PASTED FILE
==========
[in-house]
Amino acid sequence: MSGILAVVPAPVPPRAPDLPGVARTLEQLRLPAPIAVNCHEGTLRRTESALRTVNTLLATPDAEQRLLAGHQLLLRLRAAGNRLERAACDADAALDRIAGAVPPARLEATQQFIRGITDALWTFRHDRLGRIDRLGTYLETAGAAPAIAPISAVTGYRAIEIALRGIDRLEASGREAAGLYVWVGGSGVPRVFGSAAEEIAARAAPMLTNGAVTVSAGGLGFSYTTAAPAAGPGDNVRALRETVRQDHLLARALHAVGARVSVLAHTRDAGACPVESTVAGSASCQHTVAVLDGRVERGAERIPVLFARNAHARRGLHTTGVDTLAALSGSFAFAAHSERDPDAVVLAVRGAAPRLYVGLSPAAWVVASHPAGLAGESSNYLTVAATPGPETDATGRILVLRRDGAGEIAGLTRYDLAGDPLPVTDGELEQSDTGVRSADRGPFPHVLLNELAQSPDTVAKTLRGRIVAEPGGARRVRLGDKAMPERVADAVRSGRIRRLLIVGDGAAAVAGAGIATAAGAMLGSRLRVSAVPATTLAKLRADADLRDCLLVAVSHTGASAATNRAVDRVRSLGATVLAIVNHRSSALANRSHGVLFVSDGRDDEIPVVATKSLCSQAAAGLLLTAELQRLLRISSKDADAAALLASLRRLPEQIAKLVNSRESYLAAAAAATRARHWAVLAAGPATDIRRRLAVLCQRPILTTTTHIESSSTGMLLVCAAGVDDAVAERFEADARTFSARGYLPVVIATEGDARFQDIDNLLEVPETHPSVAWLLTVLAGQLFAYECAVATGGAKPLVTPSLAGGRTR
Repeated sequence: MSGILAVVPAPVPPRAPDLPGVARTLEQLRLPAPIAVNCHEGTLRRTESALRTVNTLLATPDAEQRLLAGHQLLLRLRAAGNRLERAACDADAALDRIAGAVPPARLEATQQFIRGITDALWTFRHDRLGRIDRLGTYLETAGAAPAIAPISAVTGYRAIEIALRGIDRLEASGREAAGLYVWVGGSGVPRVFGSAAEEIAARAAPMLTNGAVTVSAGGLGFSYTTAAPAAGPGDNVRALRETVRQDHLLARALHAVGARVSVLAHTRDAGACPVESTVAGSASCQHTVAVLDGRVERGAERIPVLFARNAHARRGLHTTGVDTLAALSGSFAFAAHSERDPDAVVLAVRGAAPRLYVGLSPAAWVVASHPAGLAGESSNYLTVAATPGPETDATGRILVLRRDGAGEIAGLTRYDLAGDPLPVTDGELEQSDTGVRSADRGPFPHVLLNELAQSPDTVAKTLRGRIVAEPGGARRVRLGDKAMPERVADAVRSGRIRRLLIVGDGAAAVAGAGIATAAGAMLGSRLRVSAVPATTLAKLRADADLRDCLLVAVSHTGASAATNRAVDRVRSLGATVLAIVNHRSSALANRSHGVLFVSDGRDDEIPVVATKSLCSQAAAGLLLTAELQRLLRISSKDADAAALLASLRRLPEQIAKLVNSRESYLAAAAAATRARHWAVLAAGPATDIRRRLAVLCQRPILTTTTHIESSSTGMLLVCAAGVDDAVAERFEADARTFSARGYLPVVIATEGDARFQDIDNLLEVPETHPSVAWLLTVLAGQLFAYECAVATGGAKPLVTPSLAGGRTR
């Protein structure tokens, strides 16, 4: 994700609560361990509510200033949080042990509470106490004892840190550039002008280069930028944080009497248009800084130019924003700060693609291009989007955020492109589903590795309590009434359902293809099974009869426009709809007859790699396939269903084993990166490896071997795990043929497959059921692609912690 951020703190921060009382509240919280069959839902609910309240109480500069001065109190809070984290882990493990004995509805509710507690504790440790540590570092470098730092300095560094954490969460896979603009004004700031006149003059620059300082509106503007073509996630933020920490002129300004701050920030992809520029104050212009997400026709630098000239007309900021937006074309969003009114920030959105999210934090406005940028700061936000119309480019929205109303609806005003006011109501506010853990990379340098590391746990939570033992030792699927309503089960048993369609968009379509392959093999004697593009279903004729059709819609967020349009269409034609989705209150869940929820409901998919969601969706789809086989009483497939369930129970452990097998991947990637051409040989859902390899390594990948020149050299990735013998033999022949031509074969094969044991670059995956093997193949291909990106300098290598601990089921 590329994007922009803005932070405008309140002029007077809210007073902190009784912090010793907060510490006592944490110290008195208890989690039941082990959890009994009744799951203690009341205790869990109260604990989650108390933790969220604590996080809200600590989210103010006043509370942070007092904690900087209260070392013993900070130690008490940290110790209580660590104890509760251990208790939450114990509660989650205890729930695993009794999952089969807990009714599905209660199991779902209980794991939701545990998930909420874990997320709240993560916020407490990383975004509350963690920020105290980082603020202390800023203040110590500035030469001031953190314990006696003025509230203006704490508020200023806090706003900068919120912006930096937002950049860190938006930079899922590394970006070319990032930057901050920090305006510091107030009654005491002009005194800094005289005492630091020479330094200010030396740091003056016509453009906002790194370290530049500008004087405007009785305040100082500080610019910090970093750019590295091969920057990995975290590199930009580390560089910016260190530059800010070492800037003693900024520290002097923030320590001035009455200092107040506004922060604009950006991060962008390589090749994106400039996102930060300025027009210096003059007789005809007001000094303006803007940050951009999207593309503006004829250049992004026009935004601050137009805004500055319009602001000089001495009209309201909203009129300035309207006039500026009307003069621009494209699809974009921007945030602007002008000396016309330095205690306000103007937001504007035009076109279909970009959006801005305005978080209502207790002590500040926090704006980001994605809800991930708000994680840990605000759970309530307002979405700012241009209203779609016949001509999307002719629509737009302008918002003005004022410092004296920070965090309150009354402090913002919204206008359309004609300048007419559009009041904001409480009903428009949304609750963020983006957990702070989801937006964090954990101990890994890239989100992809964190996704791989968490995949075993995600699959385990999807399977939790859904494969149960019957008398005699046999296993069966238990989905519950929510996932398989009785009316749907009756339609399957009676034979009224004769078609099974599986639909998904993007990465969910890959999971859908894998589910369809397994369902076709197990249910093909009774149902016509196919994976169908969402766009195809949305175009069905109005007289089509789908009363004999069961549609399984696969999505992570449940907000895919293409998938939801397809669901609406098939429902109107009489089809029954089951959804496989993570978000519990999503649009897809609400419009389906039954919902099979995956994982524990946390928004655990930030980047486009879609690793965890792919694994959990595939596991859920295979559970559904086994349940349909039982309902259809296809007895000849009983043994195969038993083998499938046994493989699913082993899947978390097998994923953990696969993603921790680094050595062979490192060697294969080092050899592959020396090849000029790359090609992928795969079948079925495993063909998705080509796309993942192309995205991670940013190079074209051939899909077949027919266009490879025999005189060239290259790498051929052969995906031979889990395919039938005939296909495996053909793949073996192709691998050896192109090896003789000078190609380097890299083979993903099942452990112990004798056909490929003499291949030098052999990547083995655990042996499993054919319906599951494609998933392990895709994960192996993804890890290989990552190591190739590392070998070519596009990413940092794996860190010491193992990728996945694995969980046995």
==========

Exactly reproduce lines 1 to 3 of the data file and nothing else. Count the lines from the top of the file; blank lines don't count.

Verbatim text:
[in-house]
Amino acid sequence: MSGILAVVPAPVPPRAPDLPGVARTLEQLRLPAPIAVNCHEGTLRRTESALRTVNTLLATPDAEQRLLAGHQLLLRLRAAGNRLERAACDADAALDRIAGAVPPARLEATQQFIRGITDALWTFRHDRLGRIDRLGTYLETAGAAPAIAPISAVTGYRAIEIALRGIDRLEASGREAAGLYVWVGGSGVPRVFGSAAEEIAARAAPMLTNGAVTVSAGGLGFSYTTAAPAAGPGDNVRALRETVRQDHLLARALHAVGARVSVLAHTRDAGACPVESTVAGSASCQHTVAVLDGRVERGAERIPVLFARNAHARRGLHTTGVDTLAALSGSFAFAAHSERDPDAVVLAVRGAAPRLYVGLSPAAWVVASHPAGLAGESSNYLTVAATPGPETDATGRILVLRRDGAGEIAGLTRYDLAGDPLPVTDGELEQSDTGVRSADRGPFPHVLLNELAQSPDTVAKTLRGRIVAEPGGARRVRLGDKAMPERVADAVRSGRIRRLLIVGDGAAAVAGAGIATAAGAMLGSRLRVSAVPATTLAKLRADADLRDCLLVAVSHTGASAATNRAVDRVRSLGATVLAIVNHRSSALANRSHGVLFVSDGRDDEIPVVATKSLCSQAAAGLLLTAELQRLLRISSKDADAAALLASLRRLPEQIAKLVNSRESYLAAAAAATRARHWAVLAAGPATDIRRRLAVLCQRPILTTTTHIESSSTGMLLVCAAGVDDAVAERFEADARTFSARGYLPVVIATEGDARFQDIDNLLEVPETHPSVAWLLTVLAGQLFAYECAVATGGAKPLVTPSLAGGRTR
Repeated sequence: MSGILAVVPAPVPPRAPDLPGVARTLEQLRLPAPIAVNCHEGTLRRTESALRTVNTLLATPDAEQRLLAGHQLLLRLRAAGNRLERAACDADAALDRIAGAVPPARLEATQQFIRGITDALWTFRHDRLGRIDRLGTYLETAGAAPAIAPISAVTGYRAIEIALRGIDRLEASGREAAGLYVWVGGSGVPRVFGSAAEEIAARAAPMLTNGAVTVSAGGLGFSYTTAAPAAGPGDNVRALRETVRQDHLLARALHAVGARVSVLAHTRDAGACPVESTVAGSASCQHTVAVLDGRVERGAERIPVLFARNAHARRGLHTTGVDTLAALSGSFAFAAHSERDPDAVVLAVRGAAPRLYVGLSPAAWVVASHPAGLAGESSNYLTVAATPGPETDATGRILVLRRDGAGEIAGLTRYDLAGDPLPVTDGELEQSDTGVRSADRGPFPHVLLNELAQSPDTVAKTLRGRIVAEPGGARRVRLGDKAMPERVADAVRSGRIRRLLIVGDGAAAVAGAGIATAAGAMLGSRLRVSAVPATTLAKLRADADLRDCLLVAVSHTGASAATNRAVDRVRSLGATVLAIVNHRSSALANRSHGVLFVSDGRDDEIPVVATKSLCSQAAAGLLLTAELQRLLRISSKDADAAALLASLRRLPEQIAKLVNSRESYLAAAAAATRARHWAVLAAGPATDIRRRLAVLCQRPILTTTTHIESSSTGMLLVCAAGVDDAVAERFEADARTFSARGYLPVVIATEGDARFQDIDNLLEVPETHPSVAWLLTVLAGQLFAYECAVATGGAKPLVTPSLAGGRTR